Though the technologies are already there, it will take some time to scale them up and deploy them more widely – especially across different regions of the world.
In the USA, for example, the government offers subsidies for these kinds of technologies. For Laakso, these kinds of subsidies are one of the main ways we can deploy these technologies on a wider scale.
“I see carbon removal technologies like solar panels in the 1990s. The technology is expensive, and it needs subsidies now to make it profitable. With
In the EU, the growing cost of the carbon tax might also give carbon removal technologies the boost they need. Now, the carbon tax is about EUR 100 per tonne at the moment.
“If you’re capturing from a point source that’s already a profitable business. But that’s only limiting emissions. So, when the technology is at the same price as the carbon tariff, then it will be pure business. International Energy Agency estimates that the carbon capture and removal business will be as big as oil and gas by 2050,” Laakso explains.
While there has been very commendable progress made in Europe and North America recently, especially for DAC technology, similar developments are yet to be seen in the Southeast Asia/China region, according to Muslemani.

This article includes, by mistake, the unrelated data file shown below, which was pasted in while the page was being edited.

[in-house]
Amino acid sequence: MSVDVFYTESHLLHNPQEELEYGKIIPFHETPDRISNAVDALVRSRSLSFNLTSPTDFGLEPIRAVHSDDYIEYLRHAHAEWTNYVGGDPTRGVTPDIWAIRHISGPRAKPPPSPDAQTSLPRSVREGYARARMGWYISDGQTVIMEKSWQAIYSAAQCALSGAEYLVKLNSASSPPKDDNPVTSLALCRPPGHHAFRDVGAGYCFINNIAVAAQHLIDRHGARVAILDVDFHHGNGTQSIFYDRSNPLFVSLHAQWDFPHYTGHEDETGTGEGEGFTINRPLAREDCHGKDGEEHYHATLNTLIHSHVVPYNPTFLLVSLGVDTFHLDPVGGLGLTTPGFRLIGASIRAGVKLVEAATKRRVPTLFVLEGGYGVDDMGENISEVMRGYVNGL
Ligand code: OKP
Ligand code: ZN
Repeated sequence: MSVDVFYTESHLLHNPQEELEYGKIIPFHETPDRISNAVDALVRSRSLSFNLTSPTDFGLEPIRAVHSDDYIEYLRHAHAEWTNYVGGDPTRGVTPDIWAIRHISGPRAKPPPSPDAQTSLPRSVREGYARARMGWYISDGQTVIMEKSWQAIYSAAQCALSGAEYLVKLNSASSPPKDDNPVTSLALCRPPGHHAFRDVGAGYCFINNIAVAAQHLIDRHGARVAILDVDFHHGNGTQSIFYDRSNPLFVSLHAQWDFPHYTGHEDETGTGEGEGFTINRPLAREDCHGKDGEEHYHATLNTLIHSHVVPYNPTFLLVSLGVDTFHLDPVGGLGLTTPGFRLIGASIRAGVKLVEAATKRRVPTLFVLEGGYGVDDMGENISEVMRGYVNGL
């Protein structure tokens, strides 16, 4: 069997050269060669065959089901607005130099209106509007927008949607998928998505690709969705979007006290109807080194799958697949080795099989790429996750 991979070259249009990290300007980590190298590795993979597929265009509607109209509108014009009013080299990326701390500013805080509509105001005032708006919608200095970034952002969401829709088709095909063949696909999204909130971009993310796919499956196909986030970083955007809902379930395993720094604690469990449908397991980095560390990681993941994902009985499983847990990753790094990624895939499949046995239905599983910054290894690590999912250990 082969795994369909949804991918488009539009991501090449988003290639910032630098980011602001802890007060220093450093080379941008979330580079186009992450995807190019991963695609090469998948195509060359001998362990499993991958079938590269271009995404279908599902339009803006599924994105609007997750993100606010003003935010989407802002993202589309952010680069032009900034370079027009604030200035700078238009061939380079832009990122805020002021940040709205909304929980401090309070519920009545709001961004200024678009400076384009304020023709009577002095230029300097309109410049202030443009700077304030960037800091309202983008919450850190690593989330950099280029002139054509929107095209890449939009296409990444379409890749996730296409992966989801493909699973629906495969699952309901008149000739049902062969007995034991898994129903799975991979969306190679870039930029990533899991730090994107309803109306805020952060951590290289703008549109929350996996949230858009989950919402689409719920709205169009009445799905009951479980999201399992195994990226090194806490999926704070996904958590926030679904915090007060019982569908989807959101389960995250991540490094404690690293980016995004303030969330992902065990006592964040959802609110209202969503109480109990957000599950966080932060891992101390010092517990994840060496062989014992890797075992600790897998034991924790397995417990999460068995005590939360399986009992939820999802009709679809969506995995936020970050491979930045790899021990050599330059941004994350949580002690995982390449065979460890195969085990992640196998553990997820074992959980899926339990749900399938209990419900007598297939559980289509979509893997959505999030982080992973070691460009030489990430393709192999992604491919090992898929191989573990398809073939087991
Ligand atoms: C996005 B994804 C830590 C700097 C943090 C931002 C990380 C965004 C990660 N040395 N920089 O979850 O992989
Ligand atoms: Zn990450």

“When it comes to decarbonisation, China's focus so far has been on either shifting to renewables (where and when possible) or piloting Carbon Capture, Utilisation and Storage (CCUS) projects on fossil-powered plants which, while necessary, only lead to emissions reduction rather than carbon 'removal'. The reason why this has been the case is the lack of financial incentives by government: the current CO2 price in the Chinese Emissions Trading System is too low (less than USD 10/tCO2) to incentivise companies to adopt CCUS,” Muslemani explains.
These [investments] will help deliver real-world carbon management solutions that meet our climate obligations, ensure energy security and reliability, create high-wage jobs, and improve people’s lives.
Government policies, programmes and initiatives are needed to incentivise the widespread use of these technologies. For example, in the USA the Department of Energy launched “Carbon Negative Shot” in 2021. It aims to achieve just, sustainable, and scalable carbon dioxide removal at costs below USD 100/net metric tonne of CO2-equivalent and also facilitate gigatonne-scale removal by mid-century. Similar policy mechanisms are needed in China and Southeast Asia.
“These can either include direct financial benefits (or 'carrots') such as the CCUS provisions under the US Inflation Reduction Act which provide a certain level of support in the form of tax credits for both CCS and DAC projects or through carbon taxation ('sticks') which has been the main driver for CCUS investments in places like Scandinavia,” Muslemani adds.
For Jones, this and historic investments from the Bipartisan Infrastructure Law and most recently the Creating Helpful Incentives to Produce Semiconductors (CHIPS) and Science Act and Inflation Reduction Act present an unprecedented, once-in-a-generation opportunity.
“These will help deliver real-world carbon management solutions that meet our climate obligations, ensure energy security and reliability, create high-wage jobs, and improve people’s lives,” Jones concludes.